The number of people subject to restrictions under the Mental Health Act in England has risen by five per cent in a year.
Just over twenty thousand people (20,038) were subject to the Act in England on March 31 2011; a rise of 991 since March 31 2010 according to today's report, which looks at those formally detained in hospital or supervised with a community treatment order.
The figures suggest that this is due to a larger number of people being supervised under community treatment orders, according to the report entitled In-patients formally detained in hospitals under the Mental Health Act 1983 and patients subject to supervised community treatment, Annual figures, England, 2010/11.
At 31 March 2011, 4,291 people were subject to an order (CTO); almost thirty per cent higher than at March 31 2010 (3,325). For two consecutive years, the number of new CTOs was greater than the number ended during the year and this suggests that some people remain on a CTO for more than a year.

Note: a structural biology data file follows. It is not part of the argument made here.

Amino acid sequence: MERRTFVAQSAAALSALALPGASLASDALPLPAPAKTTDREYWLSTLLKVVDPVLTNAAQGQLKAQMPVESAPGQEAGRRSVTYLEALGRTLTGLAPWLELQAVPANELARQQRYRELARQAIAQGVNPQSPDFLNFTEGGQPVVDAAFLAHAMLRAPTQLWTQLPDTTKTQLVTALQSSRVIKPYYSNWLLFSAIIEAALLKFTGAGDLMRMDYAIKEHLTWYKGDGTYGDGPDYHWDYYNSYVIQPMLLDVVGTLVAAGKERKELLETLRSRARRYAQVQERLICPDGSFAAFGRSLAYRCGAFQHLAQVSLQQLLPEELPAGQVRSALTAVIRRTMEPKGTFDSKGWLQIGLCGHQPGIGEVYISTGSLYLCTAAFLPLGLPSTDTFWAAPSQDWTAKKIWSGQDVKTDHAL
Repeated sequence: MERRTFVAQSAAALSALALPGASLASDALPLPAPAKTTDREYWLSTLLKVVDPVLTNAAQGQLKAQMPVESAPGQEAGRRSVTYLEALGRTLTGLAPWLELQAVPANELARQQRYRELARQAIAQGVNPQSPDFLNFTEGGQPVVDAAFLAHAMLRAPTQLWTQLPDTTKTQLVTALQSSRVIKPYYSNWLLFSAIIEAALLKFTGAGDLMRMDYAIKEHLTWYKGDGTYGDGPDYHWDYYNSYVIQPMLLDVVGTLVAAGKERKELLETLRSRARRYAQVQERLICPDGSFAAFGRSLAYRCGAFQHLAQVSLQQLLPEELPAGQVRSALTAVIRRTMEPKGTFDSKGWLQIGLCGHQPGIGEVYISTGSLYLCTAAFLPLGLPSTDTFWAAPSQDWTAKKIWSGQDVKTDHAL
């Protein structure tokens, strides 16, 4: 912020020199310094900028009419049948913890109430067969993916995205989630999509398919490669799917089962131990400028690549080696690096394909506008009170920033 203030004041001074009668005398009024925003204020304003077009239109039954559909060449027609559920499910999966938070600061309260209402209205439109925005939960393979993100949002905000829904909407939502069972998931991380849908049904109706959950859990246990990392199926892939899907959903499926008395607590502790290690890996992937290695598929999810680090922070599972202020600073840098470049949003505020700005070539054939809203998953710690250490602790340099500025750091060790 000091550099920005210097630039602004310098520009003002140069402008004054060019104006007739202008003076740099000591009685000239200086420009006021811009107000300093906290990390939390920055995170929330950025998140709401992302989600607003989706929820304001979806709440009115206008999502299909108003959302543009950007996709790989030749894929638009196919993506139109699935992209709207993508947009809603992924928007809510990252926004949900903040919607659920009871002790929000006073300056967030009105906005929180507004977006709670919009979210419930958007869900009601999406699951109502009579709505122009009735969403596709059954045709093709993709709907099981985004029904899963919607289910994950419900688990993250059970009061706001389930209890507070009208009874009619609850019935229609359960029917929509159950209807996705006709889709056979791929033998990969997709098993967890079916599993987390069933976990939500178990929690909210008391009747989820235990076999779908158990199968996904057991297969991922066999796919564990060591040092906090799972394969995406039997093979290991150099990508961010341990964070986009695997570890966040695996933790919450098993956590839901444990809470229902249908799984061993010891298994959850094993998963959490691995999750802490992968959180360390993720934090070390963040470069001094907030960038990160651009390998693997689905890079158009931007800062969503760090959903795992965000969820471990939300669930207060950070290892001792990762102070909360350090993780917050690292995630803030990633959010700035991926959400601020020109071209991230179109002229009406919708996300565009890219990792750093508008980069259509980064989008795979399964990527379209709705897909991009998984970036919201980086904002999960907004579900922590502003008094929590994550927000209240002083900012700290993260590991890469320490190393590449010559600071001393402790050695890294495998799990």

The report also shows that formal admissions to hospital fell slightly compared to the previous year. In 2010/11, there were 30,092 formal admissions, a 2.2 per cent decrease compared to 2009/10 (30,774). The report suggests this slight reduction could be linked to the use of CTOs.
NHS Information Centre chief executive Tim Straughan said:
“Today's report suggests that community treatment orders have been used on a significant scale since their introduction in 2008, to care for people with mental health issues outside of a hospital environment.
“This information is important in monitoring the use of the Mental Health Act in this country, and I am pleased to say that we hope to further increase the depth of information available on this important subject in future reports. This is due to a change of data source, as proposed following the Secretary of State's Fundamental Review of Data Returns.
“A consultation on changes to the report is planned to be open for three months from early January 2012 and I would encourage people to take part; helping ensure we can make future reports even more useful and answer the broader and more detailed questions around the use of the Mental Health Act.”